from the piped spring, so I had no problem filling my water bag up.  We
took it back to the shelter and set it on the picnic table.  As it turned out,
the 2 I thought were sleeping, were just laying on top of their bags.  So I 
brought my stove and food bag up and had dinner just as they were bedding down.
I finished my dinner (and HOT tea, it was already in the upper 30's and only
10:00 at night) and went to bed.

Sometime in the middle of the night, I woke up and wondered, who in the world
is shining a light on my tent?!?!?!!  I opened the flap and realized the half
moon had just risen.  So I got out to go relieve myself and realized how
beautifully clear the sky was.  Blacksburg isn't a big town by a long shot,
but once you get way out from lights, you realize just how much light pollution
there is even in small towns.  I was just agape looking at the stars that I
haven't seen for quite a while.  (This was my first trip since mid-summer.)
Then I realized how cold I was and went back to bed.

In the morning, there was a good 1/2 inch of frost on EVERYTHING.  It was so
beautiful.  Then I saw the trees for the first time in the light.  It was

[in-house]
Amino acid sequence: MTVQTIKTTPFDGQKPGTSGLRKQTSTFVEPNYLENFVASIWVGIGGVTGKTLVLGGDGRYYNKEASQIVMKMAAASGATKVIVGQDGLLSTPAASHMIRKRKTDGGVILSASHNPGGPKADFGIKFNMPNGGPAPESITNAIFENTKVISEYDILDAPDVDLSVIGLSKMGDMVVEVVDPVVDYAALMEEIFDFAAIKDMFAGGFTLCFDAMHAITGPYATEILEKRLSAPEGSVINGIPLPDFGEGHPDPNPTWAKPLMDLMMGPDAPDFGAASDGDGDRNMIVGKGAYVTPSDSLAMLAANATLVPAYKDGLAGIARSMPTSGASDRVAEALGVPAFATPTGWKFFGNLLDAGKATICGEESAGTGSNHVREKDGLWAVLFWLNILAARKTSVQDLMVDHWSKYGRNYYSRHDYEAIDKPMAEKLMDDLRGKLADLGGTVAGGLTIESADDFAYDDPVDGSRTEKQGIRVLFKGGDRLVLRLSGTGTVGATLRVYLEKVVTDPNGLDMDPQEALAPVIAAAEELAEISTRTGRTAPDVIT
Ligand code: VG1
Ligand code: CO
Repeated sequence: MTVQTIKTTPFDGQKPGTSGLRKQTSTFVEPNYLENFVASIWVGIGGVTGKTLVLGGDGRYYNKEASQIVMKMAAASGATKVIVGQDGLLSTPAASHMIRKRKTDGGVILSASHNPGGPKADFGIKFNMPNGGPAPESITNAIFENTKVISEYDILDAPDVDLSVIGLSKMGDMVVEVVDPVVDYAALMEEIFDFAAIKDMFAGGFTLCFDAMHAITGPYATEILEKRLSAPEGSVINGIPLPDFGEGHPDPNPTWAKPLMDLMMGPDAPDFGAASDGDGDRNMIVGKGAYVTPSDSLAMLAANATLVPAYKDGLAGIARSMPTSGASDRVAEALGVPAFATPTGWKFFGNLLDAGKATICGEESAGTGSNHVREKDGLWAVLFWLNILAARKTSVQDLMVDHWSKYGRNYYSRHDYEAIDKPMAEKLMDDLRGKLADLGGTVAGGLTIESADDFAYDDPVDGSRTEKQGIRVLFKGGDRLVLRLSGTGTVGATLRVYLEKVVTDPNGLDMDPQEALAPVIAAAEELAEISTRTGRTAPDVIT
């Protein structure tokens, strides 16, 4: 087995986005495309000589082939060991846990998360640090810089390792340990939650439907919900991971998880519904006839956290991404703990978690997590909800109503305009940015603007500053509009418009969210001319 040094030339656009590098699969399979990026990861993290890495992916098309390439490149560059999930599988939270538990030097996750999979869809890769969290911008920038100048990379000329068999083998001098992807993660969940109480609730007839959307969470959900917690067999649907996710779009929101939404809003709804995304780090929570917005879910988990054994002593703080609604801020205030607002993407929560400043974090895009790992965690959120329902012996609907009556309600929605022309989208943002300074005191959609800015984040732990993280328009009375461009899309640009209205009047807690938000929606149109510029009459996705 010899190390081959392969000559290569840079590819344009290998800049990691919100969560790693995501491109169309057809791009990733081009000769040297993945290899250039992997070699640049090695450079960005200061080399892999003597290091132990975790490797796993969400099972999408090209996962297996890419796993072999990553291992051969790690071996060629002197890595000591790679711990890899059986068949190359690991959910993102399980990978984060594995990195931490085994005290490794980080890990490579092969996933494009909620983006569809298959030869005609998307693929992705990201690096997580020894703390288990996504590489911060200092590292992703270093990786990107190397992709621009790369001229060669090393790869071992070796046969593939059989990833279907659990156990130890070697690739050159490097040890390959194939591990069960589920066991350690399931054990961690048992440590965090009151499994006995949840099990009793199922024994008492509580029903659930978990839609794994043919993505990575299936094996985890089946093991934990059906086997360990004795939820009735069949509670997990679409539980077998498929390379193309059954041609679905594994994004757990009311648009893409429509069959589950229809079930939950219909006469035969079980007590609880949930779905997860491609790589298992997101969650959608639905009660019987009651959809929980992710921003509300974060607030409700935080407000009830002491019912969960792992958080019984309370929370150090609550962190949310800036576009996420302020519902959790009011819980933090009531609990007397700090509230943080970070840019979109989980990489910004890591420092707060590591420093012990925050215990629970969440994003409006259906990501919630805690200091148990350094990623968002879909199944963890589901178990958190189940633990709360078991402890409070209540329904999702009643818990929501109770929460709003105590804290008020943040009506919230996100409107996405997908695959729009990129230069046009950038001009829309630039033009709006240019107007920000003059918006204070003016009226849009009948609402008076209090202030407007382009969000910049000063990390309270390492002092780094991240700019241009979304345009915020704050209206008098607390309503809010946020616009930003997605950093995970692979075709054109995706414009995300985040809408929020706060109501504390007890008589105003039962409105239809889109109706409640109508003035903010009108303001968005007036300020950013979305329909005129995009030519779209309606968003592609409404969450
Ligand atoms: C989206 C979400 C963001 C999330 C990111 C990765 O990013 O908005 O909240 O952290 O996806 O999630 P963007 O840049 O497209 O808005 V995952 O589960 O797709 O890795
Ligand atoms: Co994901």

staggering how bright the oranges, yellows, and reds were.   And there was just
enough green left to really have a rainbow effect.  I trudged back up to the
shelter area 50 yards away and was getting ready to make breakfast.  One of
the guys had taken my water bag and refilled it for me.  I'd told them last
night to feel free to use it.  No need in bringing tons of water up from the
spring.  I filtered my 3 quarts and then filtered a bunch for them.  So in
return, they gave me hot water for tea.  They'd built the fire back up and it
sure felt good.  So I toasted my bagel by the fire and just watched the sun
creep over the ridge behind us.  They poked fun at my putting mustard on my
bagel, but I love mustard and I love bagels.  (On the Konnorock trail crew,
we ran out of cream cheese, so I tried mustard and loved it.  Did I mention
how much fun Konnarock was?)  As the sun hit the trees just below the clearing,
the true colors of the leaves came out.  I thought it was beautiful before,
but that was nothing compared to this.  My tent was still in the shade and